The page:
It’s 4pm, you’ve got an inbox that’s bursting at the seams, a to-do list longer than your morning commute, but all you want to do is devour an entire packet of biscuits. Independent nutritional expert Naomi Beinart helps explain this 4pm food phenomenon and offer us some healthy snack solutions.
Overwhelming food cravings are the culprit behind most broken diets. Why does this sweet treat urge always seem to hit us around 4pm? What can we do to curb these calorific cravings?
When we are tired, we tend to make poorer food choices, wanting a quick fix (preferably a sweet one) to perk us up. This can occur most often in the afternoon when cortisol levels can take a natural dip (cortisol is a hormone naturally produced by the adrenal glands which, when released, gives us a feeling of energy). When cortisol dips, we may feel more tired.
Naomi explains: “When you’re in your 20s, it’s very easy to snack on sweet things without putting on weight and still having enough energy to get through the day and go out all night. Fast forward to your 30s and 40s, and sweet snacking can cause a host of problems from premature ageing, a decrease in energy levels, hormonal imbalances, and mood problems.”
Thankfully, eating the right foods at the right time can help you manage all of these health concerns. “Eating well”, says Naomi, “will help balance out blood sugar, reduce sweet cravings, increase energy levels and help make skin look better.”
Blood sugar rollercoaster
Fluctuating glucose levels can be harmful for our health. The rollercoaster of glycemic highs and lows is not good for our general health. If, over time, you become insulin resistant, where more and more insulin is being produced by the pancreas, but the insulin receptors in your cells do not respond effectively to it, then this can increase your risk of diabetes and high blood pressure.
Want to get off the ride?
A natural nutritional supplement can help balance out your blood sugar levels. Inusol, which, depending on the brand, is available at around £10 for a month’s supply, is a herbal remedy, a blend of natural nutrients and minerals that can help to control blood sugar levels and is free of any harmful chemicals.
Inusol contains key ingredients that have been shown to regulate sugar cravings, glycemic peaks, and energy dips. Ingredients include: gymnema sylvestre, cinnamon bark, fenugreek, olive leaf, Korean ginseng, psyllium husk, bilberry, and aloe vera.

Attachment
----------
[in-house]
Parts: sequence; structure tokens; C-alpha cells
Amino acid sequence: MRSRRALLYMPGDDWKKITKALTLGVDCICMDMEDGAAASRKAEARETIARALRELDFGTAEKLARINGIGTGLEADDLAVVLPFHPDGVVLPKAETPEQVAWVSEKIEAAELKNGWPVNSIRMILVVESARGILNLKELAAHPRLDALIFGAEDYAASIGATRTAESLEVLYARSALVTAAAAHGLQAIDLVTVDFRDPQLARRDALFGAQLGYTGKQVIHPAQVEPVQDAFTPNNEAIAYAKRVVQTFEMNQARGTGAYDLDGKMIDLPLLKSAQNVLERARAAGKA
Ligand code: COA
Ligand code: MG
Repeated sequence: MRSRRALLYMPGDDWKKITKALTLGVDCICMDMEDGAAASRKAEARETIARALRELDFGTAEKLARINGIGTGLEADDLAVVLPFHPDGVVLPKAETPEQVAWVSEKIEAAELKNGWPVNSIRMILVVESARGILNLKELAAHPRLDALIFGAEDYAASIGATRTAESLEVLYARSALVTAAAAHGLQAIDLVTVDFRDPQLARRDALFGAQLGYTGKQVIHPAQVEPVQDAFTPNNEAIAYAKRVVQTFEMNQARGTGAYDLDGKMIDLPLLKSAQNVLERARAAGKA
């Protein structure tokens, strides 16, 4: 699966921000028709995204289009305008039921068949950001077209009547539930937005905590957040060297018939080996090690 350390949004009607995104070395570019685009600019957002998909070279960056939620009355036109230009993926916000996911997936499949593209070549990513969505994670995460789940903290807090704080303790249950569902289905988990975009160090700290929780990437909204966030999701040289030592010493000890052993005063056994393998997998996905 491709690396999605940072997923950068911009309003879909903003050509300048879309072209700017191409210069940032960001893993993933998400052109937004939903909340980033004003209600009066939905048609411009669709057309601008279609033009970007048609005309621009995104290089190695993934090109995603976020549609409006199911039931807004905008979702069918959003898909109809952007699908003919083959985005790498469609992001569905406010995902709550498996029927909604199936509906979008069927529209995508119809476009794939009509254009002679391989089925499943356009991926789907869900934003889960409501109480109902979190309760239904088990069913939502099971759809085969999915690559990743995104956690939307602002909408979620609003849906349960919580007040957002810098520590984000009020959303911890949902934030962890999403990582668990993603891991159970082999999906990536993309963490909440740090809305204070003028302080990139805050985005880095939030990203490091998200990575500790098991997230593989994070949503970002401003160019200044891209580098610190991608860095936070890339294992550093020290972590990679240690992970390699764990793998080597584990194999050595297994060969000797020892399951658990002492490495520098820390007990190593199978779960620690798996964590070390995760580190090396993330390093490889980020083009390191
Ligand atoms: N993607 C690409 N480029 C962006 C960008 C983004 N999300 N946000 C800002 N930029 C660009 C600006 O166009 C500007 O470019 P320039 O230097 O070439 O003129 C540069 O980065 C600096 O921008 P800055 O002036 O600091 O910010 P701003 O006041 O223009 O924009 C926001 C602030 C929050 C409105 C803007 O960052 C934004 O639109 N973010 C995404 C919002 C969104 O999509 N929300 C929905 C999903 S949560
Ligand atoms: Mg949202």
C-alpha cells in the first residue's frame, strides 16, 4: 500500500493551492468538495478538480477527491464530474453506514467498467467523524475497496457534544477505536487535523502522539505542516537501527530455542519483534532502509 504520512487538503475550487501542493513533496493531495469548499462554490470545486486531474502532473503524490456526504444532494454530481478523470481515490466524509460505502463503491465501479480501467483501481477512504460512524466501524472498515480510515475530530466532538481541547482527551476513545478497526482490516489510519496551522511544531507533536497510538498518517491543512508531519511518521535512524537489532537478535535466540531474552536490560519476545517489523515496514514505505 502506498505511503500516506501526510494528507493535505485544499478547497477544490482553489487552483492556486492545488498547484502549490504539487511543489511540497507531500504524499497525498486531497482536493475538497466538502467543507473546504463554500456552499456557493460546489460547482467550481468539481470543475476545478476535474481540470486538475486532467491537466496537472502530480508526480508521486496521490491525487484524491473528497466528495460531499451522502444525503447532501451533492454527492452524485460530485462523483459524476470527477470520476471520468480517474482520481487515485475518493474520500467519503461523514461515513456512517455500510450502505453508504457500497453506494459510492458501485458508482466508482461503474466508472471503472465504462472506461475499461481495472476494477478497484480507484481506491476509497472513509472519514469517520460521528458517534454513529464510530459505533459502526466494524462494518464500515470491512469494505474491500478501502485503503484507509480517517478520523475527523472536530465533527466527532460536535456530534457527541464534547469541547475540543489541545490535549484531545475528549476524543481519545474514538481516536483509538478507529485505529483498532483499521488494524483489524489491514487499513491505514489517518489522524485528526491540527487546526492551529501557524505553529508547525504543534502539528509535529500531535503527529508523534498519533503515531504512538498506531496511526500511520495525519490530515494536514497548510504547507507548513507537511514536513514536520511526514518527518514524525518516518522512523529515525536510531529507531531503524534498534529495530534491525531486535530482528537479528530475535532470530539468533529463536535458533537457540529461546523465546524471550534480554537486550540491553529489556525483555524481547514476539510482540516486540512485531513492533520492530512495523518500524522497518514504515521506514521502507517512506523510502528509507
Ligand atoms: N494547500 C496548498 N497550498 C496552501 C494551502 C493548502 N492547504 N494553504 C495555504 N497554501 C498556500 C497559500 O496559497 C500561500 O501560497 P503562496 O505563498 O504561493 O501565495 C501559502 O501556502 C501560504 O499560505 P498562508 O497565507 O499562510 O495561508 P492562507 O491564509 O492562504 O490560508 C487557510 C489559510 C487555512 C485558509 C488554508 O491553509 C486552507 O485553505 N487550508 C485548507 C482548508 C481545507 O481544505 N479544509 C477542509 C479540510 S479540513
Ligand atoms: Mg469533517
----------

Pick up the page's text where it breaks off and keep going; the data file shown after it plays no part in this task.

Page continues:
Cinnamon Bark Extract: in clinical studies, cinnamon bark extract exhibited properties proven to be extremely similar to that of insulin. Cinnamon extract can help prevent insulin resistance, thereby regulating your blood sugar levels.
Fenugreek Extract: also known as methi seeds, fenugreek seems to slow down sugar absorption while stimulating insulin production, which helps in lowering blood sugar levels. In fact, a clinical study reported that fenugreek reduced fasting blood sugar levels, while improving glucose tolerance tests.
Gymnema Sylvestre Extract: used in India for nearly 2,000 years as a diabetes treatment, it is commonly known as gurmar (meaning ‘sugar destroyer’). Gymnema sylvestre appears to slow down sugar absorption from foods, directly promotes insulin production in the pancreas, and makes cells more insulin sensitive.
Naomi’s diet Do’s and Don’ts
Don’t be restricted by your circumstances. Travel, eating out, and dieting can all restrict our food choices. Overcome these by always having a healthy snack with you, such as a banana, almonds, or oatcakes with guacamole or hummus.
Supplements can be helpful in controlling sugar cravings and energy dips. Choose one with key blood sugar regulating properties such as fenugreek extract, cinnamon bark, or gymnema sylvestre extract.
Avoid sushi – the white rice can be bad news for your blood sugar level. Instead, go for sashimi or grilled chicken and vegetables.
Eat every three hours. When you eat, your blood sugar (glucose) rises. The higher and quicker it rises, the more insulin your pancreas has to produce to keep up. The higher your blood sugar goes up, the lower it crashes down afterwards. This crash will also occur if you leave longer than three hours between eating. At the drop, your body will send you off for a quick fix, like a bar of chocolate or a cup of tea and biscuit, because it need to lift the blood sugar up again.
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